| 17.5°C Dublin

Boy B makes 'unusual' bid to get expert report for Ana murder appeal

Close

Anastasia Kriegel was murdered by two boys back in 2018

Anastasia Kriegel was murdered by two boys back in 2018

PA

Anastasia Kriegel was murdered by two boys back in 2018

One of the teenagers found guilty of murdering schoolgirl Ana Kriegel has applied to exceed legal aid limits so he can seek the services of a UK psychologist ahead of an appeal.

The Court of Appeal also heard that Boy B's appeal against his conviction will focus on a refusal to allow the evidence of a clinical psychologist, who said he was suffering from post-traumatic stress disorder after witnessing Ana's assault.

The appeal will also argue that lies he told gardai did not show he was guilty of murder.

James Dwyer SC with Seoirse O Dunlaing BL, for Boy B, said the figure quoted by the new expert was "ordinarily more" than what the Legal Aid Board usually certified.

"It is a very unusual application for an unusual case," said Mr Dwyer.

Guilty

The teenager was unanimously found guilty of murdering the "lonely and vulnerable" schoolgirl last June and was sentenced to 15 years' detention, to be reviewed after eight years.

He and his co-accused Boy A, whose identities cannot be published as they are children, were just 13 years old when they murdered 14-year-old Ana in May 2018.

Boy B lured Ana from her home, knowing that his friend was waiting to attack her in a derelict house in St Catherine's Park in Lucan.

He gave several different versions of events to gardai, but eventually admitted seeing Boy A attacking Ana.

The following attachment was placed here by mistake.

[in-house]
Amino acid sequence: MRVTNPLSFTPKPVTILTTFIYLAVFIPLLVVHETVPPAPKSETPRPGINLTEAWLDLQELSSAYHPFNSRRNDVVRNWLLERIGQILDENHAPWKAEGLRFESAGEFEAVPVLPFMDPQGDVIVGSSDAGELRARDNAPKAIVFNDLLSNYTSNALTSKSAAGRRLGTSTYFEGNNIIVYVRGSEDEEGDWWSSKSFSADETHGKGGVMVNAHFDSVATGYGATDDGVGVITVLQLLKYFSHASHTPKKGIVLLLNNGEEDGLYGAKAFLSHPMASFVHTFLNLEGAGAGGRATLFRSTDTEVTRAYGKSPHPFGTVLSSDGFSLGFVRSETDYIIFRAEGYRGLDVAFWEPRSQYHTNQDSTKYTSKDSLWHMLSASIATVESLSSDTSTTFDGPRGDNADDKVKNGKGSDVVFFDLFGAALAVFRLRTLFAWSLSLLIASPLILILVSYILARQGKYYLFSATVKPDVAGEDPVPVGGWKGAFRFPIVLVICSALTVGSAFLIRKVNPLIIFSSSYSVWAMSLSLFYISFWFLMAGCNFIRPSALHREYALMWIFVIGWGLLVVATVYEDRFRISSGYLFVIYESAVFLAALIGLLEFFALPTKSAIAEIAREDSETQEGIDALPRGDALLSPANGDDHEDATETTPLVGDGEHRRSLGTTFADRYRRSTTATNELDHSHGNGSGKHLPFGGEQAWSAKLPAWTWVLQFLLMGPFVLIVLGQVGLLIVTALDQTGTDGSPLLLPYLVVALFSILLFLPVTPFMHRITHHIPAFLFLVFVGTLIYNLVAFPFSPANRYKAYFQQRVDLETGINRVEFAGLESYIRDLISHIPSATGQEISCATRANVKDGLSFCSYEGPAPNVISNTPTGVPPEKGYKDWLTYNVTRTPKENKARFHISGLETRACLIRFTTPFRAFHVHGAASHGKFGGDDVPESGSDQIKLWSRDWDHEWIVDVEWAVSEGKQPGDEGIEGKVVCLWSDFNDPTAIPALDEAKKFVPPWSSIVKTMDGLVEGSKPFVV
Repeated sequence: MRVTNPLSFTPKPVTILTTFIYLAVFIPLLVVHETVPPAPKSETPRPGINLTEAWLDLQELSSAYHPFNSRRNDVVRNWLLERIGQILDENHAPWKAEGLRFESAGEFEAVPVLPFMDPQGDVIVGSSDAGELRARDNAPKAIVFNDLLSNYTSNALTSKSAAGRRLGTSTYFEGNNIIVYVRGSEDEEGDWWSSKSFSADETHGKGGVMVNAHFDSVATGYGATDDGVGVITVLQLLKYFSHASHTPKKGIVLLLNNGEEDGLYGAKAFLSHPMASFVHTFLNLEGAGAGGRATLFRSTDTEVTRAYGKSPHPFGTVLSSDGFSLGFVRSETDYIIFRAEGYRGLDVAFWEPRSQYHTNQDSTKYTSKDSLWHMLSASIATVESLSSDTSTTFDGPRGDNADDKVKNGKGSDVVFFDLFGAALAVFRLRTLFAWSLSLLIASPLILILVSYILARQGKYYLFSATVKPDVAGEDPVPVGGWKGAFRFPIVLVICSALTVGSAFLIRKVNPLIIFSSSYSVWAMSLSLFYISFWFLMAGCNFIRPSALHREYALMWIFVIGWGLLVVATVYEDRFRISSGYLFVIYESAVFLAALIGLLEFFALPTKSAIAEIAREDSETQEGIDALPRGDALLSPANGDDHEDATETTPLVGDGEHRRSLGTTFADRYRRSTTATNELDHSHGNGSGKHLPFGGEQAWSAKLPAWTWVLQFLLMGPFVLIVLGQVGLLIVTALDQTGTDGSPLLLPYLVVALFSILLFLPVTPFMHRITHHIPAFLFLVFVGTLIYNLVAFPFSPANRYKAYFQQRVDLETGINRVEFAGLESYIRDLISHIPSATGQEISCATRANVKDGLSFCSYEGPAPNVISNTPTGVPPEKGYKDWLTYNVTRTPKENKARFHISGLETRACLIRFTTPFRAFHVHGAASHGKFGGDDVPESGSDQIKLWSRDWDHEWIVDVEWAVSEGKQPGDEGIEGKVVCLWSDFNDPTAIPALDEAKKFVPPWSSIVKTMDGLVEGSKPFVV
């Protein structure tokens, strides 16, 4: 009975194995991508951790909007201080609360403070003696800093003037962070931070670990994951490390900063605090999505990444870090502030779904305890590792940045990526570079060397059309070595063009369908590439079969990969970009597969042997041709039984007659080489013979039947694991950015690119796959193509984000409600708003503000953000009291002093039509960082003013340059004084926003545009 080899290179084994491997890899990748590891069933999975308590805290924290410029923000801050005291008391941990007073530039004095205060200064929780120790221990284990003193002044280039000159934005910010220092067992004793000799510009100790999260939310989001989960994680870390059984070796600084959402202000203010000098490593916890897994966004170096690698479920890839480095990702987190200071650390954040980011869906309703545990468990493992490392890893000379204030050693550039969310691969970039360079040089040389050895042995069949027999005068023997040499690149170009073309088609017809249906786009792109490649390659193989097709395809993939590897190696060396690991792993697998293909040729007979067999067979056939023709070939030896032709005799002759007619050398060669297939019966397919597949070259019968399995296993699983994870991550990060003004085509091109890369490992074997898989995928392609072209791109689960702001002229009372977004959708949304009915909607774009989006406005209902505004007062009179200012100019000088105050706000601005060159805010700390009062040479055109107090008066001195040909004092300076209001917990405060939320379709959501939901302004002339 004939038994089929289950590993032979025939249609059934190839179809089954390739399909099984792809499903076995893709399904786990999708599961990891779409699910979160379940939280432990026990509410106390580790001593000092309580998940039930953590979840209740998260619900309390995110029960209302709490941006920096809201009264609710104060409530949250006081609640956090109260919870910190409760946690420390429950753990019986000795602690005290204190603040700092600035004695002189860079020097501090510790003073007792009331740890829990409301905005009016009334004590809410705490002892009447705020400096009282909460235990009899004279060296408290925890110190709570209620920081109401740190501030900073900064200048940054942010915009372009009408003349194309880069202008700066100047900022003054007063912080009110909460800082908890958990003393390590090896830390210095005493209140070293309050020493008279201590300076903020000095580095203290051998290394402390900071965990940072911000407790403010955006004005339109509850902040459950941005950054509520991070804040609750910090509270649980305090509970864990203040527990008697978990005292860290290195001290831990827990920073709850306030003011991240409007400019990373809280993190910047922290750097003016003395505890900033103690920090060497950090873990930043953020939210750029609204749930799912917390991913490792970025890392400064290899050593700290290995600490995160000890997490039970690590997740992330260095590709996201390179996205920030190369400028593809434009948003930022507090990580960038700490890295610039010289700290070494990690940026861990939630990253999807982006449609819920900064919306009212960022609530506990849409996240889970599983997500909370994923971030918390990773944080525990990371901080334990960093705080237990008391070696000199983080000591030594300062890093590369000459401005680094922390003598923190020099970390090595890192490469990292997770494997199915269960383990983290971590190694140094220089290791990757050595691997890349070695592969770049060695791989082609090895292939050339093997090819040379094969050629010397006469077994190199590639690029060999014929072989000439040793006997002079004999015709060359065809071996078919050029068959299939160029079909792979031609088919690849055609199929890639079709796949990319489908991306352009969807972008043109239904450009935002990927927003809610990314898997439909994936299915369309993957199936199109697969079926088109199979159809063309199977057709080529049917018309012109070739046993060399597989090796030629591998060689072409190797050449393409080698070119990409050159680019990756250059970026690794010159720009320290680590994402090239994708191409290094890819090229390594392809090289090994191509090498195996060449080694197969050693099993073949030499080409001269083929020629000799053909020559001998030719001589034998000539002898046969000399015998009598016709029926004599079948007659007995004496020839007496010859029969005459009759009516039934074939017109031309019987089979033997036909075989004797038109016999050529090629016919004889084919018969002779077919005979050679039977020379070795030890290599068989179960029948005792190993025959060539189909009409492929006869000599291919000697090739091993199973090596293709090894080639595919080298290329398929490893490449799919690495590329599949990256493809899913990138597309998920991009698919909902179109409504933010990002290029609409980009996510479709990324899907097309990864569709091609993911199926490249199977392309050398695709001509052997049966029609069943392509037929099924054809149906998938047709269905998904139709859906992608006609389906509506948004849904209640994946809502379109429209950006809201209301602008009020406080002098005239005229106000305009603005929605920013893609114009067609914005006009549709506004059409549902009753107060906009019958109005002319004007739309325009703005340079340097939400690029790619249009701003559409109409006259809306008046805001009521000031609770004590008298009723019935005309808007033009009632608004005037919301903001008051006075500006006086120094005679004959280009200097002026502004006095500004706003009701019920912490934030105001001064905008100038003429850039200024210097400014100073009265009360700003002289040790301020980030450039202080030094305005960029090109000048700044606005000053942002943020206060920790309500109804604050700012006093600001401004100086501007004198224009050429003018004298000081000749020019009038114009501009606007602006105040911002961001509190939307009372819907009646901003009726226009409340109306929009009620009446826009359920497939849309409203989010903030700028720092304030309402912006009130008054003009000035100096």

They were unanimously found guilty of murder by a Central Criminal Court jury in June last year. Boy A was also convicted of Ana's aggravated sexual assault.

Boy A was sentenced to life imprisonment with a review after 12 years, and eight years for aggravated sexual assault. No appeal has been lodged on his behalf. Boy B is seeking to appeal his conviction only.

Mr Dwyer told President of the Court of Appeal Mr Justice George Birmingham yesterday morning that Boy B's case primarily rested on his interviews to gardai over the course of his two detentions.

A clinical psychologist was obtained by the defence during the trial but the trial judge refused to allow his evidence to go before the jury, argued Mr Dwyer.

Clinical psychologist Dr Colm Humphreys was called by Boy B's defence team in the absence of the jury.

He testified that the boy was suffering from post-traumatic stress disorder after witnessing the assault and that his lies did not show that he was guilty.

However, Mr Justice Paul McDermott refused to allow Dr Humphreys to give evidence before the jury after the prosecution objected, saying his evidence would make him a 13th juror.

Mr Dwyer said yesterday this ruling formed "the thrust of the appeal" and he wanted another expert from the UK with experience in these matters to view the videos of Boy B's interviews.

Mr Justice Birmingham said it was unusual to attempt to involve an expert after the case had concluded.

"If the trial court's rulings were correct that is the end of the matter. If they were incorrect that would have implications for the verdict and there could be a retrial," said the judge.

Limits

Mr Dwyer said he will have to bring a motion before the three-judge court if the UK expert makes certain conclusions as to how his client's interviews were conducted.

Mr Justice Birmingham said the Legal Aid Board has indicated that it has limits or guidelines and counsel for Boy B was asking for authority to exceed these.

"I don't see any basis for this and I'm dubious as to whether there is a role for the expert at this stage post-conviction," said the judge.

Mr Justice Birmingham asked the lawyer to find an expert who would operate within existing guidelines.

The judge gave Mr Dwyer liberty to renew his application at a later date.